For Kitty Wong of K&A International, technology also saved the day when the Iceland volcano erupted four years ago, during a major meeting of 4,000 attendees that she was organizing. The volcano paralyzed European air traffic, making the delivery of the printed conference program from London an impossibility. What to do? “We had to go paperless,” says Wong. “We uploaded all the papers onto the conference website and gave attendees unique access codes. It was a huge endeavour, but well worth it, and necessary.”
Congress Corporation also has plenty of experience in dealing with extreme weather conditions, particularly the typhoons for which Asia is known. “In the past, we have taken special measures to set up monitors in the conference center lobbies so that participants can watch the news and obtain the latest information. We have also staffed counters where information on alternate ground transportation information is available.”
It is clear that responding to crisis situations is far from easy, but partnering with a reputable PCO can make all the difference. Conference and congress organizers should make sure their selected PCO can demonstrate sound knowledge in crisis management. Says Shibuta: “We are able to give our clients concrete advice and examples of how it is possible to turn a difficult situation around, working together to set up contingency scenarios, which would go into action in case something might actually occur.”
Thus far we have largely addressed appropriate responses on the part of organizers when faced with a crisis. There is also the issue of legal implications during a time of crisis, and, more importantly, when the hard decision to cancel an event has been made. What's written in your contracts with congress venues, hotels, PCOs, DMCs and miscellaneous suppliers?
Says Caroline Knies from MeetAgain: “Cancelling or cutting a congress short is every organisation's worst nightmare. Whilst there will always be practical measures to reduce the risks of cancelling the congress, circumstances could arise that are beyond your control. That's why we recommend our clients take cancellation and abandonment coverage.”
As a congress organizer, cancellation and abandonment insurance will help protect the financial investment you have made, in two main areas:
- If a problem arises and you incur additional expenses to keep your congress running – for example you need an alternative venue at short notice
- If you are forced to curtail or abandon the event halfway through, the policy can refund an appropriate proportion of your expenses.
You can also choose add-ons such as coverage for lost profits, adverse weather, enforced reduced attendance or additional terrorism coverage.
Another issue for conference and congress organizers to address in contracts is the famous force majeure clause. Typically comprised of a standard paragraph or two, all too often, this clause falls short of providing adequate protection to the parties involved. How do you evaluate the quality of this clause in your contracts?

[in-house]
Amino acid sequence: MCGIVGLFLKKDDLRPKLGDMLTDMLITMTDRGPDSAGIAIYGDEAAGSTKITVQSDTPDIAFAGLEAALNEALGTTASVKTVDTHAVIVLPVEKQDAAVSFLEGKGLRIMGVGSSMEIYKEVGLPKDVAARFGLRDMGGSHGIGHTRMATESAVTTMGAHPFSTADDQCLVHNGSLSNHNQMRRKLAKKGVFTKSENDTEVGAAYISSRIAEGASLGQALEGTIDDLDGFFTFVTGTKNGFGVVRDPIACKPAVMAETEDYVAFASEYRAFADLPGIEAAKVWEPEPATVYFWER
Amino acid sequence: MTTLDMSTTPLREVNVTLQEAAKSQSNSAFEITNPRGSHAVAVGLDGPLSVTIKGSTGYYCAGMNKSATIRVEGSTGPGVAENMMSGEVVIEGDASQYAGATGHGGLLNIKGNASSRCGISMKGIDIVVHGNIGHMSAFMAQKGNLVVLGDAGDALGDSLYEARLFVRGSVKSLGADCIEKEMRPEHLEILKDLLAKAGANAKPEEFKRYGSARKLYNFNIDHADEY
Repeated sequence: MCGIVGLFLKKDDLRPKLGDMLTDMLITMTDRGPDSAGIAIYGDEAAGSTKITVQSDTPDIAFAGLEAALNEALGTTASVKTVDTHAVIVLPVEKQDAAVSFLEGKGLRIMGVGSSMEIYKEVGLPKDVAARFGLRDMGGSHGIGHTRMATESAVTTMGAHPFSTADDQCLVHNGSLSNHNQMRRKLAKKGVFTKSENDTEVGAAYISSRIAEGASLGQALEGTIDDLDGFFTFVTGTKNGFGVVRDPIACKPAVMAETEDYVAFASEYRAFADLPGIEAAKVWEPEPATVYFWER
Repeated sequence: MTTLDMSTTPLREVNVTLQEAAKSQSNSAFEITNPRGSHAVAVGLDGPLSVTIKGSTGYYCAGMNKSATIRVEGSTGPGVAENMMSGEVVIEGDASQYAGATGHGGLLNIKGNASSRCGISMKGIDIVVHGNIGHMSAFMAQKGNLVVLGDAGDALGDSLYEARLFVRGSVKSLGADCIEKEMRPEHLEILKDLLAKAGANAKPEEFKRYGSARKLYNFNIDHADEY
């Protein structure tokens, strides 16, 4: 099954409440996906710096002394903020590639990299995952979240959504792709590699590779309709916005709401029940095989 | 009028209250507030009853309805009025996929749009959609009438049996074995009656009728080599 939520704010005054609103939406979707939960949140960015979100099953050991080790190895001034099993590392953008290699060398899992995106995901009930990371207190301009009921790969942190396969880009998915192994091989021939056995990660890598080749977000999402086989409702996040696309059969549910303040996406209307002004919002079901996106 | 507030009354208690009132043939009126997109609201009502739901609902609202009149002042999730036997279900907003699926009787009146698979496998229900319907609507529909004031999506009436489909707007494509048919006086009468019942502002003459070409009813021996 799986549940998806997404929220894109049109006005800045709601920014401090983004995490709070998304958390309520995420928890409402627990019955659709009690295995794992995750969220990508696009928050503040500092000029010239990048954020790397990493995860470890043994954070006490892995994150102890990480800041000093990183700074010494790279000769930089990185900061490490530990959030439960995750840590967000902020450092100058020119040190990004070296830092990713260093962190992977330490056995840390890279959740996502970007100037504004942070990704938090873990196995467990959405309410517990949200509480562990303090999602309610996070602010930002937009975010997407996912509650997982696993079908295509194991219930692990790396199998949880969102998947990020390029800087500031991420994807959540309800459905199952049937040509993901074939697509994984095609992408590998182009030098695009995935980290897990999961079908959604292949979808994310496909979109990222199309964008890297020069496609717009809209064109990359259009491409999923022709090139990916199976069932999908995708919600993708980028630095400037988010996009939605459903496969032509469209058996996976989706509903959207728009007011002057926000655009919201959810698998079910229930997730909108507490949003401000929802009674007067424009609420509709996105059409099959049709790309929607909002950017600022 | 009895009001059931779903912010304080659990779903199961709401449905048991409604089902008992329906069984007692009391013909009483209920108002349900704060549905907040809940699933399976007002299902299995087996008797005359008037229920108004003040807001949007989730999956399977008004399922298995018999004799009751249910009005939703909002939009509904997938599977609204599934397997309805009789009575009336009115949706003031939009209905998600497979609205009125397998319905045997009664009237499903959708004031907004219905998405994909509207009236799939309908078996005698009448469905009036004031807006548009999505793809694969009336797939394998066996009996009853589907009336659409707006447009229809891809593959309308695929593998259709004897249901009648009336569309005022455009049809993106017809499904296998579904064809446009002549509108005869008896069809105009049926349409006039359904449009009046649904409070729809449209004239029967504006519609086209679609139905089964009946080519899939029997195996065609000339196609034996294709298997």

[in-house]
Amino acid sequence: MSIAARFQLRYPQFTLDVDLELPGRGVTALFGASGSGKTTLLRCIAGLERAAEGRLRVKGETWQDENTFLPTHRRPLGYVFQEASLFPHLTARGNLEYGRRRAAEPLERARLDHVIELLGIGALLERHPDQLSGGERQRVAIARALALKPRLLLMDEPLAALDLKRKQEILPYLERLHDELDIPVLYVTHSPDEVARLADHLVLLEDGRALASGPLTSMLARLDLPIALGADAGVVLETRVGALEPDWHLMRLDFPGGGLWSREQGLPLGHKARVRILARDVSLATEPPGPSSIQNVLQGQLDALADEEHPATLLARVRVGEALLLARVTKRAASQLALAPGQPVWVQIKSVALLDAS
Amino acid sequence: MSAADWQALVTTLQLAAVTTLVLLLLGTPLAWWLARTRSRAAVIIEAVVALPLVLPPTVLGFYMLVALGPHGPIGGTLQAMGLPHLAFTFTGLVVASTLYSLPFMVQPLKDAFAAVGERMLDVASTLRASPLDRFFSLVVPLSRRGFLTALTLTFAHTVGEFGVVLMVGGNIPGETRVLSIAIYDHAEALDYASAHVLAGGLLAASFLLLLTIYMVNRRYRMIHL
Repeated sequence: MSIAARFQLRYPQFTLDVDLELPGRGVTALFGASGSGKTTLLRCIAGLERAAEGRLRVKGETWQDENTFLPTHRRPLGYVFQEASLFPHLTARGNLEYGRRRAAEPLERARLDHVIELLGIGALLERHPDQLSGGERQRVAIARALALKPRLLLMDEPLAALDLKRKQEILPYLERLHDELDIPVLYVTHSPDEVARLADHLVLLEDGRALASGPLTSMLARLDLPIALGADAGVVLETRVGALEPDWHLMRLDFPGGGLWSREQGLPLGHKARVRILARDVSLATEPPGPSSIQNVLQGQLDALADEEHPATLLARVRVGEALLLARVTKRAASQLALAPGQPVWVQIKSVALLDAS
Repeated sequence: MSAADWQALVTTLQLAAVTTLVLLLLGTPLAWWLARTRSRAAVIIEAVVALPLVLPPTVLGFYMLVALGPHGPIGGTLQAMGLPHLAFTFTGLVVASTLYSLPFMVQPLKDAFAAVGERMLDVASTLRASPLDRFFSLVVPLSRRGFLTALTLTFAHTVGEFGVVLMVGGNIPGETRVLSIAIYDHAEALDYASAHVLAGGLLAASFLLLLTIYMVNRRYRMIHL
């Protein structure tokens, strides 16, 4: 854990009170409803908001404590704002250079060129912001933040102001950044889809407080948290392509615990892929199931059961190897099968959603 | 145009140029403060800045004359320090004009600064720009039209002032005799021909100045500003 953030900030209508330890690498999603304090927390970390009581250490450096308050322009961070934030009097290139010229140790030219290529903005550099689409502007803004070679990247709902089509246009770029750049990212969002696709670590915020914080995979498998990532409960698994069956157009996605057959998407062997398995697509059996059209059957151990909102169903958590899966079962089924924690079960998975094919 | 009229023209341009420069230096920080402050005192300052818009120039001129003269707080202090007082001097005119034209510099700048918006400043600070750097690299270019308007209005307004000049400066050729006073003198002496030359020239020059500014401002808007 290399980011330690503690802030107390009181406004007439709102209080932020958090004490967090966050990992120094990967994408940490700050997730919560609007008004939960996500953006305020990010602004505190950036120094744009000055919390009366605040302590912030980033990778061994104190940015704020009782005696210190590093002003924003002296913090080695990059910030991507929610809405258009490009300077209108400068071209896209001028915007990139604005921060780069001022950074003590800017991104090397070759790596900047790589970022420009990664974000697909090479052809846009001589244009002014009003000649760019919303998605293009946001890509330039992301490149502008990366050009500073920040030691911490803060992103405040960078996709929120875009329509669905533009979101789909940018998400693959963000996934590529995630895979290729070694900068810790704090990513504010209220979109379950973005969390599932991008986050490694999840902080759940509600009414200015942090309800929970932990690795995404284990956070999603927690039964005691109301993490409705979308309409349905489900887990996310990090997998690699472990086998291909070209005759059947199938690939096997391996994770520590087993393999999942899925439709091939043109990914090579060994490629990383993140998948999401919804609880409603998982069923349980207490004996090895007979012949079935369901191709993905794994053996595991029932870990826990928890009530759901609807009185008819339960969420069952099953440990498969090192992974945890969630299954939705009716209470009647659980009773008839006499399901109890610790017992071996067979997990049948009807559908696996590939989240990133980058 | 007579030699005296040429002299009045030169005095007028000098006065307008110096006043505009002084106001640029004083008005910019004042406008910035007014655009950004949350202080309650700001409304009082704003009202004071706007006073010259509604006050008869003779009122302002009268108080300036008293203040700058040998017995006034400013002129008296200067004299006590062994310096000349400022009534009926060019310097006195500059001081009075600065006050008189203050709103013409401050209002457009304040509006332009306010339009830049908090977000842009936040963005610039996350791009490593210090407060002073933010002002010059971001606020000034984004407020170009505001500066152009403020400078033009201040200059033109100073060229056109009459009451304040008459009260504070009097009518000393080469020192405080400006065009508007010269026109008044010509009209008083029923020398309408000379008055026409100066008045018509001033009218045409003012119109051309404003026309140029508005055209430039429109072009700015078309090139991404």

- Make sure to include concrete examples that apply to situations where performance of the contract may be terminated without liability by either party.
- Don't factor in total termination conditions only, but also those that would provide for partial termination. Thus, even if an event has not been completely cancelled but attendance has dropped by a significant percentage, then the parties' respective obligations should reflect this change.
When it comes to the legal implications of health and safety, some countries have adopted actual laws. Legislation enacted in April of this year in New Zealand states that “persons conducting a business or undertaking (PCBU) have duties to ensure, so far as is reasonably practicable, that the workplace is without risks to the health and safety of any person”.
Says Jan Tonkin of The Conference Company, New Zealand: “It is imperative that we compile a comprehensive health and safety management plan prior to every conference or event that we organize. This involves consulting with all the suppliers involved to obtain their individual plans and then summarise them into the management plan. That plan includes all suppliers’ contact details, a description of each potential risk, its probability, its impact, how to control the risk and who is responsible for its control.”
In conclusion, conference and congress organizers must factor in risk management when it comes to planning their events. Begin with ensuring that contracts make provisions for such risks, and adopt a proactive approach that will keep you and your staff alert to potential threats that could compromise the organization and/or outcome of your event. This forward-thinking attitude refers to not only being on the lookout for risks, but to have a plan in mind should these threats become realities. A sound plan includes forming a crisis management team that is ready (and trained) to act when and if necessary, communicating openly with attendees and other concerned parties and finally, a willingness to make the hard decisions that are best for the safety of everyone involved and the legacy of your event.
Have any more questions about setting up a risk management strategy that has you and your event covered? The Alliance is here to answer them, so please contact us.